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Found 11 results

  1. Our very own ‘Nam In contemporary American folklore, Vietnam (The ‘Nam) has a unique place. Many soldiers came back traumatised or got attacked for having been there in the first place. It was an unpopular war and the ‘Nam has a grim place in American folk memory. But we here at Arsenal have our own ‘Nam – Totten-Nam! But as we will see here, In contrast to the American one, they have a happy place in our folk memory. And why? Because they were mostly crap and we flew high above them. I will take a look at the 90’s this time and our position versus London clubs and the ‘Nam. It is good re
  2. Our keeper as hero and villain? I don't think so. 1994-95 The Football Stewart Houston had a tough task Last time I covered the off field antics which led to George Graham being removed in February. He lost his credibility, his job, and his (future)statue. And the team were poor, understandably. I would judge a manager on how well they extract performances from their team. If they have the best team, they should win. If another team does it like Arsenal in the double without the best team under Bertie Mee, it is a great achievement. Lik
  3. The Dark Side takes over 1994-95 Last week I wrote about how we won the European Cupwinners Cup on May the Fourth. I, and many other Gooners were hoping that we have disturbed the force that is Manchester United and are ready to be Arsenal again. George Graham could surely now come up with the tactics to hit us into warp drive. We had the players, we could put out an entire England team and it would be nearly as good as the actual one. We bought Stefan Schwarz, John Hartson, Chris Kimomya and Glenn Helder. Surely Darth Vader (Alex Ferguson) couldn’t stop us now? Certainly Man
  4. 1992-93 part 1 The Invention of football 2 big things happened. One was the invention of football by Sky. The new Premier League was launched amidst the razzamatazz of a world event. Now there would be lots of live football, strange time slots such as Sunday football, Monday football, even Friday football. There would be long football analysis shows, teams of pundits at the ready to spout partisan views dressed up as commentary. All sorts of camera angles and intrusions into the world of professional football. Sky would eventually make a packet selling these rights to every round of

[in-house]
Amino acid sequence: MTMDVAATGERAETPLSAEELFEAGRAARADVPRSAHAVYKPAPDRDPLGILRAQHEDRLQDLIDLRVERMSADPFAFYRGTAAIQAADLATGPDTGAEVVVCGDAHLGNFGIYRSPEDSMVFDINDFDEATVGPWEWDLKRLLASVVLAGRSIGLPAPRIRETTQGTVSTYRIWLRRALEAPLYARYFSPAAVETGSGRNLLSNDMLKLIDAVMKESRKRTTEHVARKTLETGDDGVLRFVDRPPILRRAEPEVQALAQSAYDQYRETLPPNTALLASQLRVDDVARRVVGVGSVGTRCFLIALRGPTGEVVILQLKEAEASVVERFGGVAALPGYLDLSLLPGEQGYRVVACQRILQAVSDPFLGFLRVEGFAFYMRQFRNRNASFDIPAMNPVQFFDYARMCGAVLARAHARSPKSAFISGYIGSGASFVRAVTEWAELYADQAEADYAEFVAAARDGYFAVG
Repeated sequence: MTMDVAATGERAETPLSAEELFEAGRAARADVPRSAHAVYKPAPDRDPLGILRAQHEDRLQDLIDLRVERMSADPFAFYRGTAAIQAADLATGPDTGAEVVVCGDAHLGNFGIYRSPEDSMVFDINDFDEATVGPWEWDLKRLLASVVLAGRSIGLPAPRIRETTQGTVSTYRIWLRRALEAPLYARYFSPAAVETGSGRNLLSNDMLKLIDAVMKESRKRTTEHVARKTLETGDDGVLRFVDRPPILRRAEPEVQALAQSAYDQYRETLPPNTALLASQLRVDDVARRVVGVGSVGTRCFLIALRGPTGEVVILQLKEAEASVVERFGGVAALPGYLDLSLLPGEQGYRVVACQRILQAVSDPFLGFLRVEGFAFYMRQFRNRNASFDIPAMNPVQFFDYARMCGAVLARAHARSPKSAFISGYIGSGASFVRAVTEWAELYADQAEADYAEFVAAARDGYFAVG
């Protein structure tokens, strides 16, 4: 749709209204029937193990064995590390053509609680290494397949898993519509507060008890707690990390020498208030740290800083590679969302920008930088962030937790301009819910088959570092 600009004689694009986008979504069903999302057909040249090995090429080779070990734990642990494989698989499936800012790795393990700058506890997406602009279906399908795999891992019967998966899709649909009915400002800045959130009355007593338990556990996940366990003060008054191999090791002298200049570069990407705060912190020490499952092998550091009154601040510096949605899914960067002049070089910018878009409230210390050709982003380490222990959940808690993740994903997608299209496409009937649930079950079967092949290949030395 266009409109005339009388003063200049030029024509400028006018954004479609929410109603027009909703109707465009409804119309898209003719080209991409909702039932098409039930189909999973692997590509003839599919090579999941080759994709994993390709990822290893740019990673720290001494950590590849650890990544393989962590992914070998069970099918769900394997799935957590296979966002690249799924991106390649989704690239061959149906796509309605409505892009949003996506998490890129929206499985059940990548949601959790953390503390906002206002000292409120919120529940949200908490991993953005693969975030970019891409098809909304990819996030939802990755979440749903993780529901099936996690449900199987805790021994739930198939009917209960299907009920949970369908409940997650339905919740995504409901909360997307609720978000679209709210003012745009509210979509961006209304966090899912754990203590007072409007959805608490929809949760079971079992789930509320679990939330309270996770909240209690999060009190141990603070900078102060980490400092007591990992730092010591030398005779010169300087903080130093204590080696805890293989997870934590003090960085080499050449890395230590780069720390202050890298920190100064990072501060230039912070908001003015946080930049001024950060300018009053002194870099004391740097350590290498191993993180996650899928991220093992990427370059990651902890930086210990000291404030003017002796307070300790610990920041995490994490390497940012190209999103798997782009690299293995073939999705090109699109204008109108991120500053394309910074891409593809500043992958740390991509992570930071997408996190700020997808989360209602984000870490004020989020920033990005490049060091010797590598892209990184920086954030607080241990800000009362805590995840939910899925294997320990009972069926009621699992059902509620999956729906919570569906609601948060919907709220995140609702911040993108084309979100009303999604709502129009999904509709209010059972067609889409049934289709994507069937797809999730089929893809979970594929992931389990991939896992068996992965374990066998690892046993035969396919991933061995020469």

5. The 80’s Were we Better? My first full decade as an Arsenal supporter was the 70’s. It was an amazing time but a rollercoaster. We flirted with relegation, we got to many cup finals and won the impossible double. We had an astonishing Irish presence that is unlikely ever to be achieved again at any English club, and so many legends were of this time. Charlie George, John Radford, Frank Mclintock, Bob Wilson, Terry Neill, Don Howe, Alan Ball, our longest serving player, David O’Leary (why is there no statue?) and our sublime magician, Liam Brady were among the names and in fact almos
  6. Why couldn’t we win all our matches? 1990-91 Invincible? It was considered unachievable in the modern game, because English football was so competitive. Every year low teams beat top teams, not to mention that you had to beat the top teams as well. Of course you could draw, but if you drew every match you are flirting with relegation. Once 3 points for a win came in in 1981, they became they only real currency to trade in. George Graham never made any bold prediction like Arsene Wenger did, but if you examine what Wenger actually said was that no top manager ever plans to draw and no